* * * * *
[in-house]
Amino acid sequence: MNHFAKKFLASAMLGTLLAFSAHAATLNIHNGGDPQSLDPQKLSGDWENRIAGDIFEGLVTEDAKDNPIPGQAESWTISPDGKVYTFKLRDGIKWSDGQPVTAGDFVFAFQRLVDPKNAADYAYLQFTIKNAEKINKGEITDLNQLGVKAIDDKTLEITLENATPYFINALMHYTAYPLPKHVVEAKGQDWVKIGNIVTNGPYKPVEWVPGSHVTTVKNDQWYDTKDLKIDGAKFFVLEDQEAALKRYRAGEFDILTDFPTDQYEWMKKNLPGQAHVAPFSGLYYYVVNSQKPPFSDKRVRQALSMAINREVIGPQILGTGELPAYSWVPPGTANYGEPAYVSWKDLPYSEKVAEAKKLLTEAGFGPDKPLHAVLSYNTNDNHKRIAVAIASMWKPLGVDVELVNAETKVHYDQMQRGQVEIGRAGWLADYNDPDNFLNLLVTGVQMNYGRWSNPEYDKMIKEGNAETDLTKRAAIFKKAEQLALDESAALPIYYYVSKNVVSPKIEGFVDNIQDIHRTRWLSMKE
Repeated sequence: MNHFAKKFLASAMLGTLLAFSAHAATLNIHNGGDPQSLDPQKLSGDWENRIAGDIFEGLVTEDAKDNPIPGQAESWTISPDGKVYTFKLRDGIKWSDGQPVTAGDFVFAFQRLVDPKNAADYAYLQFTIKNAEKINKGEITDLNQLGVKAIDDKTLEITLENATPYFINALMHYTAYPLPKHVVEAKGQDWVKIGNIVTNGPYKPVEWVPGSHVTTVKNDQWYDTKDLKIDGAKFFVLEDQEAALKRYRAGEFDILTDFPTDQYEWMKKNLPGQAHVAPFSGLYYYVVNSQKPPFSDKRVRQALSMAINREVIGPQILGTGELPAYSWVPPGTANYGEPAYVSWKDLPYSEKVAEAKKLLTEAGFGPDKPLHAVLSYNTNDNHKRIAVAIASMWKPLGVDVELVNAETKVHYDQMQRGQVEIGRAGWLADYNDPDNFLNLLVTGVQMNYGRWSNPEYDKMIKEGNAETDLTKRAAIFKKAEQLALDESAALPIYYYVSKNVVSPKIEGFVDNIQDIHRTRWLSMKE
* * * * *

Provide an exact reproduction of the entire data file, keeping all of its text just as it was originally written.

[in-house]
Amino acid sequence: MNHFAKKFLASAMLGTLLAFSAHAATLNIHNGGDPQSLDPQKLSGDWENRIAGDIFEGLVTEDAKDNPIPGQAESWTISPDGKVYTFKLRDGIKWSDGQPVTAGDFVFAFQRLVDPKNAADYAYLQFTIKNAEKINKGEITDLNQLGVKAIDDKTLEITLENATPYFINALMHYTAYPLPKHVVEAKGQDWVKIGNIVTNGPYKPVEWVPGSHVTTVKNDQWYDTKDLKIDGAKFFVLEDQEAALKRYRAGEFDILTDFPTDQYEWMKKNLPGQAHVAPFSGLYYYVVNSQKPPFSDKRVRQALSMAINREVIGPQILGTGELPAYSWVPPGTANYGEPAYVSWKDLPYSEKVAEAKKLLTEAGFGPDKPLHAVLSYNTNDNHKRIAVAIASMWKPLGVDVELVNAETKVHYDQMQRGQVEIGRAGWLADYNDPDNFLNLLVTGVQMNYGRWSNPEYDKMIKEGNAETDLTKRAAIFKKAEQLALDESAALPIYYYVSKNVVSPKIEGFVDNIQDIHRTRWLSMKE
Repeated sequence: MNHFAKKFLASAMLGTLLAFSAHAATLNIHNGGDPQSLDPQKLSGDWENRIAGDIFEGLVTEDAKDNPIPGQAESWTISPDGKVYTFKLRDGIKWSDGQPVTAGDFVFAFQRLVDPKNAADYAYLQFTIKNAEKINKGEITDLNQLGVKAIDDKTLEITLENATPYFINALMHYTAYPLPKHVVEAKGQDWVKIGNIVTNGPYKPVEWVPGSHVTTVKNDQWYDTKDLKIDGAKFFVLEDQEAALKRYRAGEFDILTDFPTDQYEWMKKNLPGQAHVAPFSGLYYYVVNSQKPPFSDKRVRQALSMAINREVIGPQILGTGELPAYSWVPPGTANYGEPAYVSWKDLPYSEKVAEAKKLLTEAGFGPDKPLHAVLSYNTNDNHKRIAVAIASMWKPLGVDVELVNAETKVHYDQMQRGQVEIGRAGWLADYNDPDNFLNLLVTGVQMNYGRWSNPEYDKMIKEGNAETDLTKRAAIFKKAEQLALDESAALPIYYYVSKNVVSPKIEGFVDNIQDIHRTRWLSMKE